In September 2020 we launched Healthy Climate, Healthy Lives, a $250 million, 20-year initiative to eliminate fossil fuels across our operations and collaborate with renowned institutions with the aim to improve health, especially for the world’s most vulnerable populations. This initiative is consistent with the aims of the Paris Agreement and keeping temperature rise to 1.5°C with its target to reduce absolute Scope 1 and 2 emissions by 55% by 2032 compared to 2019. We are the first Fortune 500 company to go beyond net zero to commit to become fossil fuel free across our operations by 2040. In September 2021 we issued our first progress report which details our efforts to go fossil fuel free, including engagement with our employees and suppliers, and ongoing collaborations with renowned institutions to improve health – especially for vulnerable populations most impacted by climate-related events.

In addition, Biogen has conducted a climate-related scenario analysis and integrated climate into Biogen’s risk management process to help identify and manage climate-related risks and opportunities as indicated in our Carbon Disclosure Report. We support the Taskforce on Climate-related Financial Disclosure (TCFD). Our TCFD statement, our governance and approach to climate, can be found in our annual Year in Review.

To achieve our Healthy Climate, Healthy Lives initiative, we embrace sustainable drug development, including green chemistry and reduced packaging, as an opportunity to improve our operations.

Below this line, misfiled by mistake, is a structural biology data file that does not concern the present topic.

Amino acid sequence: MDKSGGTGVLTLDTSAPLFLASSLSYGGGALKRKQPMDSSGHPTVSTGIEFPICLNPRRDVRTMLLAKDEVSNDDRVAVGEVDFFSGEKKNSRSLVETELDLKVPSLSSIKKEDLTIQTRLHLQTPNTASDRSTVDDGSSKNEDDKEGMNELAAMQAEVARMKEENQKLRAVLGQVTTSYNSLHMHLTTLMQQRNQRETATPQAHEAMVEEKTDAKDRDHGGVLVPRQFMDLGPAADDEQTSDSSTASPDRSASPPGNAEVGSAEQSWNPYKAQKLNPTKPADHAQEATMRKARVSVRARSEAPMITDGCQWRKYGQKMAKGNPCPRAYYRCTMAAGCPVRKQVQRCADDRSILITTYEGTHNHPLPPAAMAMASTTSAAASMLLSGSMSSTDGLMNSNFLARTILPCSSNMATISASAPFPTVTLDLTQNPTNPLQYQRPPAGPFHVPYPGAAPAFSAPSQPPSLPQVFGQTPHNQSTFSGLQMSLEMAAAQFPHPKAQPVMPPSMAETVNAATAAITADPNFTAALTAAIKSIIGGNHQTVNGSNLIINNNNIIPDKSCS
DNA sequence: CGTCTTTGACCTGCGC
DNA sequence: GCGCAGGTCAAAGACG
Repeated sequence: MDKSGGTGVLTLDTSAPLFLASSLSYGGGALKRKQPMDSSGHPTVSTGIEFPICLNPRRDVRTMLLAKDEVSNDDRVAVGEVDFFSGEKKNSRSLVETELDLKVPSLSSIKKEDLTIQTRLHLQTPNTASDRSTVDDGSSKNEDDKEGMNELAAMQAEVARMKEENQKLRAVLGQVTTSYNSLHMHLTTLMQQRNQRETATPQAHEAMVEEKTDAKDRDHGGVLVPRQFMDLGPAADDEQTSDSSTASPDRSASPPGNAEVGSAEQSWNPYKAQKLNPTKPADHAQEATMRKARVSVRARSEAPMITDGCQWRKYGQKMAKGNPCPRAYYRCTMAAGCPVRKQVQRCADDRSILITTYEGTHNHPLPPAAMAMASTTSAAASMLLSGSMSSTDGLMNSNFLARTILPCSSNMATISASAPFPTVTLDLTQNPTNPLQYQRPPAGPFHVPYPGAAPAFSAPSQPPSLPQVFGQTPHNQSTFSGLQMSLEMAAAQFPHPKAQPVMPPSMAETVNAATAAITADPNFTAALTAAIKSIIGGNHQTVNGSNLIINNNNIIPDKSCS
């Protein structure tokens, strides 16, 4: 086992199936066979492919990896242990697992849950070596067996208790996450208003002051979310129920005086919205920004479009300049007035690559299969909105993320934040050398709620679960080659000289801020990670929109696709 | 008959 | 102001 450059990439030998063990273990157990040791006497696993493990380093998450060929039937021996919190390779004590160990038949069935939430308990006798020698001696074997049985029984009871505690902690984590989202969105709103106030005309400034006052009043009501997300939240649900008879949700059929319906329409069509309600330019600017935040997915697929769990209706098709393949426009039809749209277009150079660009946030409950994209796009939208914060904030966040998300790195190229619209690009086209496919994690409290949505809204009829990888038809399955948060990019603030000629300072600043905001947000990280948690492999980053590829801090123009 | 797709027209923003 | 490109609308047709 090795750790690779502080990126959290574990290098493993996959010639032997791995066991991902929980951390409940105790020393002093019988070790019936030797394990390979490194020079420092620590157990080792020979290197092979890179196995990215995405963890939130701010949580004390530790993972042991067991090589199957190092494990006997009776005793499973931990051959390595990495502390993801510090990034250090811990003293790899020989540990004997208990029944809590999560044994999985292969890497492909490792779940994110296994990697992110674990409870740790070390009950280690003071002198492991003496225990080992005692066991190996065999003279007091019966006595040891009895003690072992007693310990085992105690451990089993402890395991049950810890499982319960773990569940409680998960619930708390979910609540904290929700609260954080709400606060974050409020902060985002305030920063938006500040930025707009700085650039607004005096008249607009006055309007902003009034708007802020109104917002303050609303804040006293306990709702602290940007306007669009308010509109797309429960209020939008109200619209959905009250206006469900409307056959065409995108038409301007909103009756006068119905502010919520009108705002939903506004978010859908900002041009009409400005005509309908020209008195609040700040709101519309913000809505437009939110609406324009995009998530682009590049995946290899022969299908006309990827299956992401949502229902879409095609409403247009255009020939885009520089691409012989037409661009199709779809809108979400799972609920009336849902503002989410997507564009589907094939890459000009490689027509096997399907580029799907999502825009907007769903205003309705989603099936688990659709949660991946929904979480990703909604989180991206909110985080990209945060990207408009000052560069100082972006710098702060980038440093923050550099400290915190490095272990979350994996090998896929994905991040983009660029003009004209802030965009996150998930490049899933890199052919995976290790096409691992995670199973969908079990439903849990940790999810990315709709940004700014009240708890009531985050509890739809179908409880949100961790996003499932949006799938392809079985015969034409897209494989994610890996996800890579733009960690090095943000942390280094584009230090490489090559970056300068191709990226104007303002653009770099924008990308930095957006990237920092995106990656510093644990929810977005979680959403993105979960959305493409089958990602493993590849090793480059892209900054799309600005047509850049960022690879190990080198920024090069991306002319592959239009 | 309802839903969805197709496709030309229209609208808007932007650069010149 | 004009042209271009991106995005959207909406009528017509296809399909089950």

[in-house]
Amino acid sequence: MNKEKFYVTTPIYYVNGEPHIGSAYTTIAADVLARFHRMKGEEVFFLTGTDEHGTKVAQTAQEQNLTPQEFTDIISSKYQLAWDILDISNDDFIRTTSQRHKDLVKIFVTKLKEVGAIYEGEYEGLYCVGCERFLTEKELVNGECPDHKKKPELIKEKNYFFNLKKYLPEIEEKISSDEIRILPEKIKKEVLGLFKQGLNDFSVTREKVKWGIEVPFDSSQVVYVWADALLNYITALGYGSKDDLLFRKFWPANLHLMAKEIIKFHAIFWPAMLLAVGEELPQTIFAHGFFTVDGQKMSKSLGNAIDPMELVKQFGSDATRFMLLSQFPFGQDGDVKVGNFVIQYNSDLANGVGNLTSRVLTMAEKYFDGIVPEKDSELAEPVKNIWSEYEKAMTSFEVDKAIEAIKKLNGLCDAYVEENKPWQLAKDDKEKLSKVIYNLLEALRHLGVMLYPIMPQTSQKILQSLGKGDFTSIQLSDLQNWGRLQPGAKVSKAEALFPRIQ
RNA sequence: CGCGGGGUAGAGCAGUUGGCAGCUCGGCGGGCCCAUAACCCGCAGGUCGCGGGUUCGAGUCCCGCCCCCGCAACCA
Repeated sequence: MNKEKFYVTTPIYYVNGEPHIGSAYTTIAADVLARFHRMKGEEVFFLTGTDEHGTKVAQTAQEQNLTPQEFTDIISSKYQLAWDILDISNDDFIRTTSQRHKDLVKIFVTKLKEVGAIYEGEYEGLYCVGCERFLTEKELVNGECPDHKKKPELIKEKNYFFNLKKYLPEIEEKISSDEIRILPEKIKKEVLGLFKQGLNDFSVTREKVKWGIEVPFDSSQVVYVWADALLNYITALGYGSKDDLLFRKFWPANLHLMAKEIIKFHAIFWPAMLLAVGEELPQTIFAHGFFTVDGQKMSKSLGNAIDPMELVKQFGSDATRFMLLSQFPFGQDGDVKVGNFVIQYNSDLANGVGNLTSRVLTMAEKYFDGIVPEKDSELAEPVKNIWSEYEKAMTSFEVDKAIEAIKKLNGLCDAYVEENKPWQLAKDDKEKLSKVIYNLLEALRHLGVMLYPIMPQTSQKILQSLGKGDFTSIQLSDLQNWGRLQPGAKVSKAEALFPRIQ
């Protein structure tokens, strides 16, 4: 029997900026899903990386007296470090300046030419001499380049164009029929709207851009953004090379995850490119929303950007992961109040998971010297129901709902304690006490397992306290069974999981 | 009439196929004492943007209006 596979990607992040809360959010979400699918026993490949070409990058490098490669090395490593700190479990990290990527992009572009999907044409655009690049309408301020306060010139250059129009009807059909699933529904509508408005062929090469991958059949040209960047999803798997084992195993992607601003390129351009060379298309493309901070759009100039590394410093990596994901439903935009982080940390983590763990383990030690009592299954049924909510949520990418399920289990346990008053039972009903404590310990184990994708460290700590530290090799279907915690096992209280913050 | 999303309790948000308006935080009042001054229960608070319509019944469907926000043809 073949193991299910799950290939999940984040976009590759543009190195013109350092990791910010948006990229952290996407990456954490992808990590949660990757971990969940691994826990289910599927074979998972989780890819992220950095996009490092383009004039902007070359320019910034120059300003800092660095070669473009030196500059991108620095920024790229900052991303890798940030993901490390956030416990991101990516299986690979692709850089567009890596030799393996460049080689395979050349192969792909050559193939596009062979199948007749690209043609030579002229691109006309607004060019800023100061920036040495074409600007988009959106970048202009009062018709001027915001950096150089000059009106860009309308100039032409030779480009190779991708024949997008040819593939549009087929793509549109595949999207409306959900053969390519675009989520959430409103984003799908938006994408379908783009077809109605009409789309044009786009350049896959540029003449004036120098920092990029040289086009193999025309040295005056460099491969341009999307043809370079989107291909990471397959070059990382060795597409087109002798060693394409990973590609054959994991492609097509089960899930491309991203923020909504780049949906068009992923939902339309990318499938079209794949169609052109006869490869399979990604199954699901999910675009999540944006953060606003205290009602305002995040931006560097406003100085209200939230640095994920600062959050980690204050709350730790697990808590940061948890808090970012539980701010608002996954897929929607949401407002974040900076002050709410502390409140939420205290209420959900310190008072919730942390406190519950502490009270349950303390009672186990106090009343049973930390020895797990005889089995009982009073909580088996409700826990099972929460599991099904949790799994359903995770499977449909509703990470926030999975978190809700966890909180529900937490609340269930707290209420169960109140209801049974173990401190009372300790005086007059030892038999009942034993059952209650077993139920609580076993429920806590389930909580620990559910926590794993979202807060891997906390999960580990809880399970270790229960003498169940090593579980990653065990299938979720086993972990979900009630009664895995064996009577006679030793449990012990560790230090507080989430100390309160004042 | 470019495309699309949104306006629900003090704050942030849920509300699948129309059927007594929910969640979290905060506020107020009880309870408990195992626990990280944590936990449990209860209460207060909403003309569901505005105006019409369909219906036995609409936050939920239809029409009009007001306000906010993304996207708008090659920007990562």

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LOGO                                                                                                                                                                                                         

 


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Proxy Statement Summary (continued)

 

 

Our 2021 accomplishments include:

 

 

Issued first progress report detailing our efforts to go fossil fuel free as part of our Healthy Climate, Healthy Lives initiative.

 

 

Named to the Dow Jones Sustainability World Index for the ninth year in a row, with the added distinction of being recognized as a biotech leader with the Gold Class Sustainability Award.

 

 

Helped launch Energize, a supplier climate action program with other climate-leading companies.

 

 

Continued matching 100% of our electricity usage with renewable electricity credits.

 

 

Expanded electric vehicle program to 12 countries.

 

 

Completed My Green Lab pilot program to help establish new green chemistry targets to drive innovation while reducing environmental impact.

 

 

Collaborated with the Harvard T.H. Chan School of Public Health on meta-analysis on the link between air pollution and dementia, and with the Chan School and Americares on a groundbreaking survey of 450-plus health clinic staff from 47 U.S. states and territories to garner real-world insights for a first-of-its-kind Climate Resilient Health Clinics Toolkit.